More clear-cut is this rebuttal of an article in The Sunday Times, which seemed to suggest that cod in the North Sea would soon be a childhood memory.

The Defra article states: ‘An article in The Sunday Times claimed that “fewer than 100 mature cod are left in the North Sea”... This is completely wrong, in fact we know there to be around 21 million mature cod in the North Sea. Cod start to mature from a year old and are fully mature at age six. There are a small number of cod over the age of 12 years old which has always been the case in the North Sea even when fished at lower levels in the 1950s and 1960s. Cod older than 15 have rarely been recorded in the North Sea.’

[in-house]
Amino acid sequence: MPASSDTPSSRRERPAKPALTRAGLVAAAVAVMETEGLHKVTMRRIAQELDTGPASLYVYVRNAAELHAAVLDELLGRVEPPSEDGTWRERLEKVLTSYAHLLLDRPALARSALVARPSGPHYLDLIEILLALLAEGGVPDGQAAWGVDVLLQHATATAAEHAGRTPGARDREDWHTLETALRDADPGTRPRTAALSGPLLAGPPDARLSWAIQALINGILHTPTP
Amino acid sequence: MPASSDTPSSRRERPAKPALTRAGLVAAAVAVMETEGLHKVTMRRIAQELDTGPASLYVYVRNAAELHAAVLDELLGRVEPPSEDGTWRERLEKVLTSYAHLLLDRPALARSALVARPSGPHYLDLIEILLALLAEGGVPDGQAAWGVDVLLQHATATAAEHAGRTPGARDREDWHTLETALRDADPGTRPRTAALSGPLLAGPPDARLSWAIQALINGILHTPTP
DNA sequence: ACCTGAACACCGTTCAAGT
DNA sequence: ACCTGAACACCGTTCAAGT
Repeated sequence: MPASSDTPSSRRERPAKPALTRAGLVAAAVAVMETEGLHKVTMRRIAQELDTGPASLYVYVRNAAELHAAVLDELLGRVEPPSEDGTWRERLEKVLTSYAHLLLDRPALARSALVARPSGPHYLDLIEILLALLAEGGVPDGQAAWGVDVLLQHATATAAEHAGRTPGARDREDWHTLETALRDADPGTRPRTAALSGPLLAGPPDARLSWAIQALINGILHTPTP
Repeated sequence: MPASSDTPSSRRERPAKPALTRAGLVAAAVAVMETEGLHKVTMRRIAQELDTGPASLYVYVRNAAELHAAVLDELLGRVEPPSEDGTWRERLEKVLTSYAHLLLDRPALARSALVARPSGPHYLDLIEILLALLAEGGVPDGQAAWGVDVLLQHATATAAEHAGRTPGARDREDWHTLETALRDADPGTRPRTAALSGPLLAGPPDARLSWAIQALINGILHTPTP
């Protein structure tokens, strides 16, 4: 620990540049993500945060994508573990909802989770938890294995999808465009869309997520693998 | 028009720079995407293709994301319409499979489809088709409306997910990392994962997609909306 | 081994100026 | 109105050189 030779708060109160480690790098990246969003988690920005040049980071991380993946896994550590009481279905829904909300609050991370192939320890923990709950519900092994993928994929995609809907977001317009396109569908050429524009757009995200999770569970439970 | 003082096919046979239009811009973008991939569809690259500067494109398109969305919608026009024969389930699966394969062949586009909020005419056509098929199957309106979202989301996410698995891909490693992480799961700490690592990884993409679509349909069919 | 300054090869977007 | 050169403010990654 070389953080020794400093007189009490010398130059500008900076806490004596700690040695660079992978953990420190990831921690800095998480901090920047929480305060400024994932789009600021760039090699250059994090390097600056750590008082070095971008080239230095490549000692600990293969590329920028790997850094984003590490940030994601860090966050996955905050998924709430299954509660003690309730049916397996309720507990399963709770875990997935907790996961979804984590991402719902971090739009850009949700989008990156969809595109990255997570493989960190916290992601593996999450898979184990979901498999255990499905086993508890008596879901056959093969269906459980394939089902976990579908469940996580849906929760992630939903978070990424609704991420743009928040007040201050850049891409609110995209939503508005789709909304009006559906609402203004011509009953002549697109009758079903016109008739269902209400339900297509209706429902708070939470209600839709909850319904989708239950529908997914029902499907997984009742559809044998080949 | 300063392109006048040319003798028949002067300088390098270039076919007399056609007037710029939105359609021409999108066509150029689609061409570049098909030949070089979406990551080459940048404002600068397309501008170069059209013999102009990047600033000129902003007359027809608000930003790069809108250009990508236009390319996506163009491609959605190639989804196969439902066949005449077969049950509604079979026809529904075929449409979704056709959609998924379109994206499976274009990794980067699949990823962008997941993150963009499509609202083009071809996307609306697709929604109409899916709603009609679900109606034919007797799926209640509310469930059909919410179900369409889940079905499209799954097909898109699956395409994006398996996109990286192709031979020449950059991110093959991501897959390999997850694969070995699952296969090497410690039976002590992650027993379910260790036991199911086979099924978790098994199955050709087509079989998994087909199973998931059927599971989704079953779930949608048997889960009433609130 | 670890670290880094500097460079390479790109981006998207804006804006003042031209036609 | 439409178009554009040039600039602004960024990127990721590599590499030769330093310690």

Undoubtedly, we need to get smarter at managing fisheries and working out what is a sustainable catch - then sticking to it. We also need to start farming fish on a larger scale.

However, one piece of good news in that Sunday Times article was that as cod has declined, one of its major prey - brown shrimp - has flourished. As with many apparent resource catastrophe, the answer may be as much in switching to a different resource - in this case, eating more shrimp - rather than having to do without altogether.

Myth Bust: The Sunday Times claims that there are ‘fewer than 100 mature cod are left in the North Sea’, Defra